The headline risk here, folks, is that if you wait for your central banker to give you insight into ...
The Latest Warning Sign for Europe
10/02/2012 2:00 am EST
And this time, it doesn't come from Spain or Greece, but somewhere far more dangerous, writes MoneyShow's Jim Jubak, also of Jubak's Picks.
We have more evidence—in case you needed it—that Europe has slipped back into recession in the third quarter. And the newest economic danger zone is named France.
In September, Europe’s manufacturing sector suffered its worst decline since 2009, according to the Markit Economics purchasing managers index released yesterday.
Two countries in the Eurozone did manage to show growth in their manufacturing sectors—Ireland at 51.8 and the Netherlands at 50.7. (In this index, any number above 50 shows that the economy or sector is growing. Less than 50, and the economy or sector is in contraction.)
After those two countries, though, the data was grim indeed. Germany 47.4. Italy 45.7. Austria 45.1. Spain 44.5. France 42.7. And Greece 42.2.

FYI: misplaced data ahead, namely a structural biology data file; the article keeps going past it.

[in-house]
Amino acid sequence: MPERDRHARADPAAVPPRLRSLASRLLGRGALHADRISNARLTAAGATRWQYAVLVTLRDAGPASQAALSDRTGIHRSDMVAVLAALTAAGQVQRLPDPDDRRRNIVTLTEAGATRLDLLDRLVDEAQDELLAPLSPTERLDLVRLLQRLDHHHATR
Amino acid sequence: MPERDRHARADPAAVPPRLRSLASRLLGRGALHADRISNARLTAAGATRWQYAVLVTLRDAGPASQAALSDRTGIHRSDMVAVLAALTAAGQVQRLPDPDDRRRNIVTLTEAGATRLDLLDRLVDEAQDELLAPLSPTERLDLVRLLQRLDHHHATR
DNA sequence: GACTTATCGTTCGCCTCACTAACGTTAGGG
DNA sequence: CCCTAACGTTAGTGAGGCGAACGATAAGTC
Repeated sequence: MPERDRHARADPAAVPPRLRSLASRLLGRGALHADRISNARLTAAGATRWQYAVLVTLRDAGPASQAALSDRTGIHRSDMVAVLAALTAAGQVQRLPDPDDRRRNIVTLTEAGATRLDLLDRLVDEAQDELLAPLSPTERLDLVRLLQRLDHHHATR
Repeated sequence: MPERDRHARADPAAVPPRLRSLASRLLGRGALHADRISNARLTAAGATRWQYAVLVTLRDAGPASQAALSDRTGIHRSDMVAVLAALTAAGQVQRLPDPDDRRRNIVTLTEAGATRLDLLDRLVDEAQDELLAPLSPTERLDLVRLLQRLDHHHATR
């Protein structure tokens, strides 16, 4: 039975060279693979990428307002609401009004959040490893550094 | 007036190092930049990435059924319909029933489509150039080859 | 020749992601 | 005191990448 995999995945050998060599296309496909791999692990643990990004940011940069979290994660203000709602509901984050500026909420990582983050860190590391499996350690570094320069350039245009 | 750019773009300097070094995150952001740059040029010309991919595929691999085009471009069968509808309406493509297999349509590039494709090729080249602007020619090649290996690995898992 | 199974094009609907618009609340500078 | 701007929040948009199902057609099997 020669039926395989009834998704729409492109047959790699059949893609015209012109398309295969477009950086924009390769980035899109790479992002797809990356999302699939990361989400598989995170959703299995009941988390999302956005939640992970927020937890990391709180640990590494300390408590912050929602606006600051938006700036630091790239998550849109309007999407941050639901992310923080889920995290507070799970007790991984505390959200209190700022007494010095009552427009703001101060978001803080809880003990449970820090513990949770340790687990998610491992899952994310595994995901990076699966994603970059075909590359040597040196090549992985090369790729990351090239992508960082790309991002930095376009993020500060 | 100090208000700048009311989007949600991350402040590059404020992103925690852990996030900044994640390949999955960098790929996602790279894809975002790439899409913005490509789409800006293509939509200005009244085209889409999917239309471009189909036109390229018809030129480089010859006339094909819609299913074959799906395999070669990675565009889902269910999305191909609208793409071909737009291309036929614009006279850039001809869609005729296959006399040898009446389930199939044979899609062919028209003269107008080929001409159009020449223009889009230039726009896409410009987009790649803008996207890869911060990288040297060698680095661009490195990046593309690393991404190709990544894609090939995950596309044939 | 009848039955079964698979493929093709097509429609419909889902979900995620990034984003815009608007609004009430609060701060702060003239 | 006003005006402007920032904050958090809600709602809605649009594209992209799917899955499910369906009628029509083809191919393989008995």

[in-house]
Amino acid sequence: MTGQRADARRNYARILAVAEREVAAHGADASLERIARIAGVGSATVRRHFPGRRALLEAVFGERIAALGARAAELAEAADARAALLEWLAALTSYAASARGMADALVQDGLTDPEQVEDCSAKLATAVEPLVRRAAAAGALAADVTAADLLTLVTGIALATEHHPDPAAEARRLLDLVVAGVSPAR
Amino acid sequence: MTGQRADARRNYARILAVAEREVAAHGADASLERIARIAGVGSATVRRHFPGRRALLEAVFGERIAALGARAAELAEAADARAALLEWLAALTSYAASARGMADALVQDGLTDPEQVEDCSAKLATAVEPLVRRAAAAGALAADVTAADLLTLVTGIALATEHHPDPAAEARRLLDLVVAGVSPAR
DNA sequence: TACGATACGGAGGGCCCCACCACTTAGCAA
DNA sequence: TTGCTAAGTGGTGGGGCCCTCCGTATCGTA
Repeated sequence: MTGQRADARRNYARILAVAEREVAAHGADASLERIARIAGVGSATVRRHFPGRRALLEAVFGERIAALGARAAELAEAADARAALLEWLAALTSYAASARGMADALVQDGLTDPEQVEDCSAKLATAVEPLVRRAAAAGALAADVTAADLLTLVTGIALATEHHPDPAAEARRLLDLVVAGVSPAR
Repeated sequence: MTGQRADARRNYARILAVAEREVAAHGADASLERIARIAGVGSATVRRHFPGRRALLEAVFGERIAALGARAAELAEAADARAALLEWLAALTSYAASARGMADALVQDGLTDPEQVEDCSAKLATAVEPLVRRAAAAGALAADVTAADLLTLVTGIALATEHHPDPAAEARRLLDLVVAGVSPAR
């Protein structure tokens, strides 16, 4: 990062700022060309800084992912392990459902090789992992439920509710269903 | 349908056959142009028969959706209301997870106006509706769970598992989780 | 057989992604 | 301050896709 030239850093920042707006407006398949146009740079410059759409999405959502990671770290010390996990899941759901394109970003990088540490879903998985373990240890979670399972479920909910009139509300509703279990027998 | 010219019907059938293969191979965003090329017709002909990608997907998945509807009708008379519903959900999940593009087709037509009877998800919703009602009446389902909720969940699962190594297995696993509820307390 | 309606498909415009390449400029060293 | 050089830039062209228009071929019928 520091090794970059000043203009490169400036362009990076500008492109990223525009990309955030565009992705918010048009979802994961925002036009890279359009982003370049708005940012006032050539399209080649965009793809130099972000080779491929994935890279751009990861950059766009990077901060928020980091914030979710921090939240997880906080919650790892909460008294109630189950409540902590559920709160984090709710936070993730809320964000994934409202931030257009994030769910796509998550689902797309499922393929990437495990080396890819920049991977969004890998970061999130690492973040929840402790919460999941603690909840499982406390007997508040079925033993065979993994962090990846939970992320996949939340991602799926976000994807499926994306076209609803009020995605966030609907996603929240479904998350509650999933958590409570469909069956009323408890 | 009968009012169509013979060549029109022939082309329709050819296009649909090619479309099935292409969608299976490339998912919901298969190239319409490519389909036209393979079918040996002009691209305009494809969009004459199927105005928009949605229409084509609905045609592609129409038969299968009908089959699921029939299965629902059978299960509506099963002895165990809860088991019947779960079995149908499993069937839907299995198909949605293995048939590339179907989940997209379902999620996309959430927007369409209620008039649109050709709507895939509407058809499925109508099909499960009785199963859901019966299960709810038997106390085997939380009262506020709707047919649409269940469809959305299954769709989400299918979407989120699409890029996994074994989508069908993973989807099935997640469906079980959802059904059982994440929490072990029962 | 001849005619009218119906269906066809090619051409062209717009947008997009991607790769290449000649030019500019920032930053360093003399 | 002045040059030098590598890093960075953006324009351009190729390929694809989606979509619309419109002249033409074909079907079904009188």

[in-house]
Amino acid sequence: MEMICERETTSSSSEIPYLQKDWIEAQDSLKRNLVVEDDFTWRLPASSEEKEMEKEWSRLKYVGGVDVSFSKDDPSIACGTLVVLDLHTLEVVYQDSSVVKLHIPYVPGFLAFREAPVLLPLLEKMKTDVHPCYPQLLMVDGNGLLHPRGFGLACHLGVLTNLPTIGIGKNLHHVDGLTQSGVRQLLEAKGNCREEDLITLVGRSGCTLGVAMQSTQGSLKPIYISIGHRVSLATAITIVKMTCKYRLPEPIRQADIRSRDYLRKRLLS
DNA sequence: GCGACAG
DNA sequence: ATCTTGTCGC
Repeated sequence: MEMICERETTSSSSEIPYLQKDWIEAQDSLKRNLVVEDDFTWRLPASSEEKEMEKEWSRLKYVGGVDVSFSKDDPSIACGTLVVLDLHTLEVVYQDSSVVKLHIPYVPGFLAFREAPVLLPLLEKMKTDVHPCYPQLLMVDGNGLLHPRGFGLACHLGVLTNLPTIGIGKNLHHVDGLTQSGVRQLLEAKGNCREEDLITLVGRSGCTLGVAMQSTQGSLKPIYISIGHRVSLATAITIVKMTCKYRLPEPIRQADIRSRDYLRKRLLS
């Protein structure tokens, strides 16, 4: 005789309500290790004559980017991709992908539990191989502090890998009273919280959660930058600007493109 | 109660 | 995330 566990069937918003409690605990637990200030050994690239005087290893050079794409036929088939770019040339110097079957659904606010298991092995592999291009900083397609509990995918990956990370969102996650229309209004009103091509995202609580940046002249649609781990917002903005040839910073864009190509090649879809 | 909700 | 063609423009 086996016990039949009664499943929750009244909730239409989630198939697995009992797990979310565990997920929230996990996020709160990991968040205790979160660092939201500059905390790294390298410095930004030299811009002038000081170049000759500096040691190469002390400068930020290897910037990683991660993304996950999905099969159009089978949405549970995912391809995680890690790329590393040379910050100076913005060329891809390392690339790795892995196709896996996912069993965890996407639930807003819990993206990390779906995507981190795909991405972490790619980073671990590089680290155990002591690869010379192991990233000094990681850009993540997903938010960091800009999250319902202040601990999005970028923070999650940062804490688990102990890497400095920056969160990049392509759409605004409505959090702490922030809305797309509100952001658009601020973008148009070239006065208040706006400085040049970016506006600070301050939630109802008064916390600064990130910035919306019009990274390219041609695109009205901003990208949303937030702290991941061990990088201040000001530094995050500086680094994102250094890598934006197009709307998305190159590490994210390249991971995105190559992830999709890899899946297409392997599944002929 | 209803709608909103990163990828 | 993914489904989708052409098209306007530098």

For the Eurozone as a whole, the manufacturing index came in at 46.1 in the month. That’s the 11th month in a row with an index reading below 50. It is now almost a given that the Eurozone economy as a whole will slip back into recession when data for the third quarter is put together.
Nobody can be surprised at the 42.2 reading for Greece, a country whose economy is a shambles. But the 42.7 reading for France, just barely above that for Greece, is a shock. (France is the second-largest economy in the Eurozone.)
In September, the French manufacturing sector contracted at the fastest pace in three and a half years. The index had stood at 46 in August. The sub-index that tracks new orders was an even lower 39.6.
In other data, unemployment in Greece and Spain continued to worsen. The overall unemployment rate in Spain hit 25.1% and in Greece 24.4%. In Spain, 52.9% of adults under 25 are unemployed. The figure in Greece rises to 55.4% of all adults under 25.
Full disclosure: I don’t own shares of any of the companies mentioned in this post in my personal portfolio. The mutual fund I manage, Jubak Global Equity Fund, may or may not now own positions in any stock mentioned in this post. For a full list of the stocks in the fund as of the end of June, see the fund’s portfolio here.
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